Effects Of The Space Environment On The Performance Of SMILE SXI CCDs

Buggey, Thomas (2021). Effects Of The Space Environment On The Performance Of SMILE SXI CCDs. PhD thesis The Open University.

DOI: https://doi.org/10.21954/ou.ro.00013d70


This thesis investigates the effects of the hazardous space environment on the performance of SMILE SXI CCDs, split between the roles of radiation and micrometeoroid damage. The radiation damage work focuses on developing an analytical technique to guide experimental CCD charge transfer optimisation, which is often a significantly time-consuming process. The technique is initially used to inform SXI CCD optimal clocking speeds and subsequently used to predict in-orbit performance benefits of different CCD operation modes. The first key result was the predicted charge transfer performance improvement from implementing tri-level clocking in the SMILE CCDs being less than 7%, which led to the decision to not implement it in the drive electronics. The second key result, related to radiation damage in a cryogenically irradiated CCD280, was the analysis of an unstable defect found to have a half-life of approximately 4 hours. The final key result is that the thermal cycling of SXI in-orbit will not have a noticeable effect on the defect landscape and hence CTI during the 3-year science lifetime.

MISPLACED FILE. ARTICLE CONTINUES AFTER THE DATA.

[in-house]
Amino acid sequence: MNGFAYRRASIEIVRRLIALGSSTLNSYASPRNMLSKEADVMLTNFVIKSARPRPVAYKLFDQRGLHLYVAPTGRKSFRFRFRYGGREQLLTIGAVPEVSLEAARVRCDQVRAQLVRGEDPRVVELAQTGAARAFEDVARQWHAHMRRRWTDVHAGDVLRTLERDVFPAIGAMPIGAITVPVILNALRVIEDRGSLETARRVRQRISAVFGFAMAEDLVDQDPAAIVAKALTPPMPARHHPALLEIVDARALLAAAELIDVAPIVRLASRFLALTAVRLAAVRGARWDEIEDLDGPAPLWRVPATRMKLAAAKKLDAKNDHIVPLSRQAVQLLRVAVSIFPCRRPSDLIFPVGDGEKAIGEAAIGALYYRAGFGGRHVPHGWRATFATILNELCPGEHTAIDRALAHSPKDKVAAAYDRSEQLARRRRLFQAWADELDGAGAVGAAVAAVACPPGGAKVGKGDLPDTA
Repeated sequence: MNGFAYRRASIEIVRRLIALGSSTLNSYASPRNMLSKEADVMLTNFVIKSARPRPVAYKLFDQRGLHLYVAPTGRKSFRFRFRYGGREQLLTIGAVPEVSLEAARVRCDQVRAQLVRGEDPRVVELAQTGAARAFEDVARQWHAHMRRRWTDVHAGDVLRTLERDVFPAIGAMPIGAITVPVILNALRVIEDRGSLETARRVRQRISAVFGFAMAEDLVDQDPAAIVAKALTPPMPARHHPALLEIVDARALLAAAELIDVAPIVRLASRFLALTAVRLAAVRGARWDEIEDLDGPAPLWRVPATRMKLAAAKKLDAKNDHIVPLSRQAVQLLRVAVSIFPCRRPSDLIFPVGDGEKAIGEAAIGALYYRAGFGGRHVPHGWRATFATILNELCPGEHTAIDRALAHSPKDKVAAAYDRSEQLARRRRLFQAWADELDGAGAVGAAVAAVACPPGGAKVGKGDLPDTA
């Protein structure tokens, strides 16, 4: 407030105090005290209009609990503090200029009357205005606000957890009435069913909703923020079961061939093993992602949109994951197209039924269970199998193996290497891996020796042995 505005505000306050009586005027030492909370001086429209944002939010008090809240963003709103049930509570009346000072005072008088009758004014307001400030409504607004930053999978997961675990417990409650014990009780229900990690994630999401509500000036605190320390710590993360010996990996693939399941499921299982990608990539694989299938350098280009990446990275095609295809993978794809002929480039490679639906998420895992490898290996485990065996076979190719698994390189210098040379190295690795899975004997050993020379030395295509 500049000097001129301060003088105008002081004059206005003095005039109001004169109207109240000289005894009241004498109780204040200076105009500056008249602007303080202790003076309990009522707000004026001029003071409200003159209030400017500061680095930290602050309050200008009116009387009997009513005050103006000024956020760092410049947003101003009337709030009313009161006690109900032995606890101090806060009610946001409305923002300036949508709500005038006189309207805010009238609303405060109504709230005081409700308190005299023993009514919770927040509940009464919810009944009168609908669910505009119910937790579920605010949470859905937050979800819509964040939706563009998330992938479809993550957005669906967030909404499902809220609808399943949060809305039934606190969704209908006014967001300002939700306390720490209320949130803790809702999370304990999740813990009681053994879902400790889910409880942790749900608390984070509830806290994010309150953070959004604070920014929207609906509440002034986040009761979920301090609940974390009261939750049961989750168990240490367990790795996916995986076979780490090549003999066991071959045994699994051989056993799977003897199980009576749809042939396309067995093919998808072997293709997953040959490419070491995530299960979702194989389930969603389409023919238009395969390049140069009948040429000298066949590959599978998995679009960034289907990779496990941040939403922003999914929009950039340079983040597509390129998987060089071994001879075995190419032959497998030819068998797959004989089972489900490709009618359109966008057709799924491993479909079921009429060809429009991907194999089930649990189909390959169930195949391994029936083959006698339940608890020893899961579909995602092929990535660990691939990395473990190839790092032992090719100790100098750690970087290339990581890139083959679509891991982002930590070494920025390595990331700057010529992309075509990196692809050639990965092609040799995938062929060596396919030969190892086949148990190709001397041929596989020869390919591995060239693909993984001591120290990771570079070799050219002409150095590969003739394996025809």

The micrometeoroid work focuses on development of a framework to quantify the effects of micrometeoroid impacts in CCD-based soft X-ray space telescopes. The work is tailored specifically for SMILE SXI but can be used in future CCD-based soft X-ray space missions, or any mission that will use silicon micropore optics. The key result of the analysis was the prediction that between 20 and 100 micrometeoroids of a least 1×10-6 m diameter will strike the CCDs of SMILE SXI over 3 years. Additional analysis was carried out using crater damage equations to estimate the number of pixels affected by the number of micrometeoroid impacts stated above. Finally, a bespoke experimental setup was built and tested by the author, in preparation for a micrometeoroid experiment testing campaign.

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